These are the gymnastics of my imagination.

But I ache for the albatross, flying tens of thousands of miles around the Pacific in search of food for their hungry chick sitting expectantly on its ground nest, on some spit of an island in the middle of the sea. All the while the chick is susceptible to being washed away by the numerous tropical storms sweeping across our globe these days, entire nesting colonies likely to be swallowed up by rising oceans. Ninety-nine percent of the species nests on islands, islets, and atolls that stand a few feet above sea level. I wonder how hard it must be to find food in our warming and overfished seas. I fear these majestic and beautiful birds will succumb to fishing boats and their tantalizing baited hooks of death. I worry that after flying five thousands miles round-trip on a single foraging trip that lasts two weeks or more, a parent may return and regurgitate a meal containing a sharpened bit of plastic that slices its chick’s belly wide open. Albatross are the most threatened group of birds in the world.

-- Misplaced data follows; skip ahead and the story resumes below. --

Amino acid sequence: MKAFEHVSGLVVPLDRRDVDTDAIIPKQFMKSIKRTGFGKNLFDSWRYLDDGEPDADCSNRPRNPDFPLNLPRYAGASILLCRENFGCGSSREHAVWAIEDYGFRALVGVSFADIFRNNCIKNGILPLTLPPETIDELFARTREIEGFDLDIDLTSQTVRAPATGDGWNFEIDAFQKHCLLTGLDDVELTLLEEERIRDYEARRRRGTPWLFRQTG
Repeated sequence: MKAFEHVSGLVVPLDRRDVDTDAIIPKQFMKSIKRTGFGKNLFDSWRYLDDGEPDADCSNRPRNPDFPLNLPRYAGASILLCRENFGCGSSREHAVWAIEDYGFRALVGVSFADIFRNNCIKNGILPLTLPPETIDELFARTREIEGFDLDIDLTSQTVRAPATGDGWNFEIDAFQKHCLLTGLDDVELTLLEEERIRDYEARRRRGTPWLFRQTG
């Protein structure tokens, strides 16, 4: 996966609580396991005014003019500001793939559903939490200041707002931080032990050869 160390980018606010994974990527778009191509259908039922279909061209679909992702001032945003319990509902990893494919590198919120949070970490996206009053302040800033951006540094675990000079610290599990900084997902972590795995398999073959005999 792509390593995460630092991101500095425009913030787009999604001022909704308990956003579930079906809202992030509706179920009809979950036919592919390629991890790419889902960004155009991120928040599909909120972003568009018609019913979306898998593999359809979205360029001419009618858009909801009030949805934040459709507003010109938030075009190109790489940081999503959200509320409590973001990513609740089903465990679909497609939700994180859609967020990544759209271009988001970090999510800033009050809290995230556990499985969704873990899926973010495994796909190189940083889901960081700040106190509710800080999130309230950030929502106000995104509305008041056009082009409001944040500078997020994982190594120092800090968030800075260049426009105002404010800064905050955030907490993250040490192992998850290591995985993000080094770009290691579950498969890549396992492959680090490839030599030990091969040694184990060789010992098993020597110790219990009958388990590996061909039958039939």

Every November on the high-elevation of Kauai where this species is just starting to re-colonize, I wait for these charismatic birds to arrive for the start of their eight-month breeding season, these birds that ocean conservationist and albatross biographer Carl Safina calls, “the world’s greatest living flying machines.” Over the years, I’ve come to know a few of these birds personally. Albatross form decades-long, sometimes lifelong, partnerships and return to the same patch of land to nest year after year, decade after decade. For six consecutive breeding seasons, I’ve watched a pair canoodle under the same Casuarina, an ironwood, and use the tree’s wispy needles and thimble-sized cones to scrape a nest cup around their egg that’s the size of a 12-ounce soda can. There’s also the male hatched on an island off Mexico who I first noticed, because he sported an orange-colored identification band rather the usual colors I’d come to expect of Kauai birds. It took him two years of courtship, rising on tiptoe, tilting his bill into the air and performing maybe a couple dozen different dance moves before deciding on the right and perfect mate. Males take the first long shift of incubating, and right now he’s sitting on an egg on a bluff overlooking the ocean, not a better view, nor better spot for a chick to take their first flight in six months time. Just down the coastline from my Mexican dancer, there’s an adult that, as a chick, was injured in a dog attack, whose neck was miraculously re-stitched by a local seabird rehabilitator and who survived to fledge five years ago. She’s nicknamed Stormy for the moment she realized she was an albatross. After days of care, she shook off her lethargy and shock post-dog encounter when a passing shower reminded her of her purpose in life—to fly. No, to soar. And soar, she has. She’s now partnered with a male two years her senior, and their hopes for the future rest on an egg she laid.